If you make decisions as a team, you are also responsible for getting things done as a team. The team members decide who does what and later check on the progress during the next retro.
5. analyze and observe working environment
It’s a good habit to actually observe your working environment during the sprint, so you can all bring your observations to the meeting and discuss them as a team. Try asking questions like:
6. team building—get to know each other
Chances are you’re going to be working on a project together for at least a couple of months, so it’s a good idea to invest some time in team building during the retrospective.
7. have a meeting facilitator
Either a Scrum Master, a project manager, or a team leader, there should always be a person responsible for preparing exercises for the meeting, encouraging discussions, and taking notes. That person will also be responsible for making sure all team members can actively participate.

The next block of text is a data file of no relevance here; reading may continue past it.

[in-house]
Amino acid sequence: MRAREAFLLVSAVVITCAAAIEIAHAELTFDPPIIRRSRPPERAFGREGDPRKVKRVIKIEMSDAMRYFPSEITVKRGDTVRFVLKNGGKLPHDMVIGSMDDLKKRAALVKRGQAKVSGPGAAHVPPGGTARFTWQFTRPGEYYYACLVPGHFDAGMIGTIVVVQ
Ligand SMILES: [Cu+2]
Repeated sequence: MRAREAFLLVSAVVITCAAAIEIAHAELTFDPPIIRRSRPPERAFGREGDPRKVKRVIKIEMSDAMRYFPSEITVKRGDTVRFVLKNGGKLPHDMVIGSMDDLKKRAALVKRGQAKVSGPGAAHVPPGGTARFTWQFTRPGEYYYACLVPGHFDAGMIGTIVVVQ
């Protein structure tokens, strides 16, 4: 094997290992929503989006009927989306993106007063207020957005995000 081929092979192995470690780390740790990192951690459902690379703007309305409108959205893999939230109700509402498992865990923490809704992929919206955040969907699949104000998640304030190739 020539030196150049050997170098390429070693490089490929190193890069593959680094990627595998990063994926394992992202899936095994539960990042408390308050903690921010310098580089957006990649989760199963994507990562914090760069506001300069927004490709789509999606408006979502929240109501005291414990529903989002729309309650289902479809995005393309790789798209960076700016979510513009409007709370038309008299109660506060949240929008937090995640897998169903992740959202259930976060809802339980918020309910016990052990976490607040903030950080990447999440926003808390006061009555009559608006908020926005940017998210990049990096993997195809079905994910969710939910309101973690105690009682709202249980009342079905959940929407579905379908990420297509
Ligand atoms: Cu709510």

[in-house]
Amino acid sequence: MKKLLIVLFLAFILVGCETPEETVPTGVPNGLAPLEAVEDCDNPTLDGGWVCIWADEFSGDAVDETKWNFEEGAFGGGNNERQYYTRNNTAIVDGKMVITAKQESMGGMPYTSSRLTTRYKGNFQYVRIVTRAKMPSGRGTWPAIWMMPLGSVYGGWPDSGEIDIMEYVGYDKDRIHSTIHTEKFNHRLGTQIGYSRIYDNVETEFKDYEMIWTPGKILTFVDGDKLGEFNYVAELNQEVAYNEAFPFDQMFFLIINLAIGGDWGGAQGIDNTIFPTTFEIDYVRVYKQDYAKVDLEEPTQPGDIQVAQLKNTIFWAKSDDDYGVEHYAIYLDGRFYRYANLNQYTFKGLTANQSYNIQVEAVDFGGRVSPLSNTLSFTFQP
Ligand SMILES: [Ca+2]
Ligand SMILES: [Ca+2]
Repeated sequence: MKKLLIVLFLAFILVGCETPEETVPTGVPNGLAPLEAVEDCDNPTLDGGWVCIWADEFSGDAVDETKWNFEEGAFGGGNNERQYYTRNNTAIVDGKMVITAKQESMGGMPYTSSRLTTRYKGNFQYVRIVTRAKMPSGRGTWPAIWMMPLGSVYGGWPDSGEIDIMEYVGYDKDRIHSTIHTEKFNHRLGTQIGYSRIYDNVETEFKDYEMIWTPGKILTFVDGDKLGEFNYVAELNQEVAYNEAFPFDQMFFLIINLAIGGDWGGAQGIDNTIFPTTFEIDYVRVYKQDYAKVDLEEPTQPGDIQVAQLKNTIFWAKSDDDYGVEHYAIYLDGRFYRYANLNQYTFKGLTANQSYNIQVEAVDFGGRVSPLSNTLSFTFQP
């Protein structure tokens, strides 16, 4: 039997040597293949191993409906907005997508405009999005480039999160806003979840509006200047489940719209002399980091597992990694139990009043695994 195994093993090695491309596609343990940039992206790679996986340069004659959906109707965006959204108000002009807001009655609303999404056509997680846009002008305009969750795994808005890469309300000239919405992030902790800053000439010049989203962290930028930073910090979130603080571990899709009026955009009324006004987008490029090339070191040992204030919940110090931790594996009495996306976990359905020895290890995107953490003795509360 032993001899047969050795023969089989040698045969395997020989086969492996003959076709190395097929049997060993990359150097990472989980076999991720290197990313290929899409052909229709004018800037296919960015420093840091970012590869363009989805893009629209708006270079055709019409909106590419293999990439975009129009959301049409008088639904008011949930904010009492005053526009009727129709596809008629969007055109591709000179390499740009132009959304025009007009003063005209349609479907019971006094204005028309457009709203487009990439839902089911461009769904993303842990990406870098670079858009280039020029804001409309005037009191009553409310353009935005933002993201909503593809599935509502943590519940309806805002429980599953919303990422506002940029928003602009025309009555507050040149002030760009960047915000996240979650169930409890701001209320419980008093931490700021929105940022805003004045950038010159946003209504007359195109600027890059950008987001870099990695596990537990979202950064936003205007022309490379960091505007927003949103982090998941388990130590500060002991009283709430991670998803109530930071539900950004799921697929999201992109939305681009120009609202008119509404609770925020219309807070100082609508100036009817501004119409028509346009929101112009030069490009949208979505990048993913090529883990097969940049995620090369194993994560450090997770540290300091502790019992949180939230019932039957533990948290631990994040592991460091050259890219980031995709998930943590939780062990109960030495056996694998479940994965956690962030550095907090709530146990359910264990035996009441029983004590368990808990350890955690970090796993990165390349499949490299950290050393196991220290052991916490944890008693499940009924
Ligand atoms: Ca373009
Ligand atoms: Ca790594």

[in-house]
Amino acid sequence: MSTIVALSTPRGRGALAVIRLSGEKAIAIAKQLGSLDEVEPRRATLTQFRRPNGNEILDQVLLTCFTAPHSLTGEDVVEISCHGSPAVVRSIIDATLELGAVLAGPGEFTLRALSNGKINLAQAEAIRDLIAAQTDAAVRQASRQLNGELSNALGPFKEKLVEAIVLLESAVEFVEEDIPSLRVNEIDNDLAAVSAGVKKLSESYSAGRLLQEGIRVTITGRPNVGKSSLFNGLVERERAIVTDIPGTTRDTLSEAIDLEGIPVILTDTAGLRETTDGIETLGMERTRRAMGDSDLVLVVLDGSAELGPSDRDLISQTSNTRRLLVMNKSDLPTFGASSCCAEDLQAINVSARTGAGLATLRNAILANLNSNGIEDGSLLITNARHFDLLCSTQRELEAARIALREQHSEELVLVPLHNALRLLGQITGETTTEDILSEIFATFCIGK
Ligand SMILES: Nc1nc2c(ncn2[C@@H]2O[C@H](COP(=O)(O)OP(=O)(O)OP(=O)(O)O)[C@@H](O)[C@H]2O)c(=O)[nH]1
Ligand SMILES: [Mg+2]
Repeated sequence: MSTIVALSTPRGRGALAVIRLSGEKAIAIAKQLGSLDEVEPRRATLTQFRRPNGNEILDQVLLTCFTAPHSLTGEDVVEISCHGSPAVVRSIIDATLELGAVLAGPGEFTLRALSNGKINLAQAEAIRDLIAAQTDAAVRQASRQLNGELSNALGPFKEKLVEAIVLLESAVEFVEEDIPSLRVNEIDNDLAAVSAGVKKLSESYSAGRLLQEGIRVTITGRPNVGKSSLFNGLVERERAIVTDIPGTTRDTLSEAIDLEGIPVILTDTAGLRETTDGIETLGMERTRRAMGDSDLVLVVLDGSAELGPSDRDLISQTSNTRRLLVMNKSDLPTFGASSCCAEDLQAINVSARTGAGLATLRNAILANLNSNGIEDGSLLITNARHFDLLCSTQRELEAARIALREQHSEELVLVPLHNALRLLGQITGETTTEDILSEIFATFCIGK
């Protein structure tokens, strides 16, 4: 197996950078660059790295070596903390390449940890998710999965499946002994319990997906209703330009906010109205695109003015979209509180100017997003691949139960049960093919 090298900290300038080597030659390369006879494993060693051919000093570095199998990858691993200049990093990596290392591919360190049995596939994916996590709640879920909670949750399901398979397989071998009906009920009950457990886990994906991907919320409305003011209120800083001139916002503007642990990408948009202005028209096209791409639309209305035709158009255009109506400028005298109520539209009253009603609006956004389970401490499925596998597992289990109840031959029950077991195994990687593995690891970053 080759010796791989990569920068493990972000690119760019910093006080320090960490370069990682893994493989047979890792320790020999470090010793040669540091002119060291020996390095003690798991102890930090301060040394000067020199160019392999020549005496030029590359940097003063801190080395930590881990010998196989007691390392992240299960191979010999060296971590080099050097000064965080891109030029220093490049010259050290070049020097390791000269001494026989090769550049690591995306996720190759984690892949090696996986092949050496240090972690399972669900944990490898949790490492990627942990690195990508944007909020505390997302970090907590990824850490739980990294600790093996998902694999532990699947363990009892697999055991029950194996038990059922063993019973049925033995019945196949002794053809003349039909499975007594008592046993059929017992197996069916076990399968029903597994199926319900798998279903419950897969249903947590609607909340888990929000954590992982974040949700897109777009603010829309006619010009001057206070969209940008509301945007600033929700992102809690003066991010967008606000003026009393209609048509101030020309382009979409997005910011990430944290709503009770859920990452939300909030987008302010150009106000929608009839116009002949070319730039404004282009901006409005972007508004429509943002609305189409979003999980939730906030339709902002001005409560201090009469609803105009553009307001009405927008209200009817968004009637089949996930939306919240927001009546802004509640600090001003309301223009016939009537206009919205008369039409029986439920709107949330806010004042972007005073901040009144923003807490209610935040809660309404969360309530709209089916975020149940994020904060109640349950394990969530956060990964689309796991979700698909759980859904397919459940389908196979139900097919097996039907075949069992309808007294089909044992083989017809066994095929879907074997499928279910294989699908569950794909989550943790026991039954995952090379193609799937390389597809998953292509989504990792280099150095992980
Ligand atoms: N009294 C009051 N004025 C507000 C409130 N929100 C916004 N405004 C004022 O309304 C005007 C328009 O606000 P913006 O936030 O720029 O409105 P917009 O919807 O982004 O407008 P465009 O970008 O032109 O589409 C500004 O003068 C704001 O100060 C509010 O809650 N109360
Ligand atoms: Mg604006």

Go for simple, clear action points like:
8. clarify and discuss
Make sure every issue or idea is clear to all team members and that you have all the necessary information before making any decisions.
9. regular meetings
Having retrospectives at regular intervals (after each sprint) is very important if you actually want to make it work. If you don’t stick to a schedule, you won’t be able to check the team’s progress.
10. summarize and take notes!
It is crucial to end the meeting with a set of ideas and action points to work on during the next sprint, so you can compare the results of a week’s/two weeks’ worth of work with what you’ve agreed to do.
1. “complaint sessions”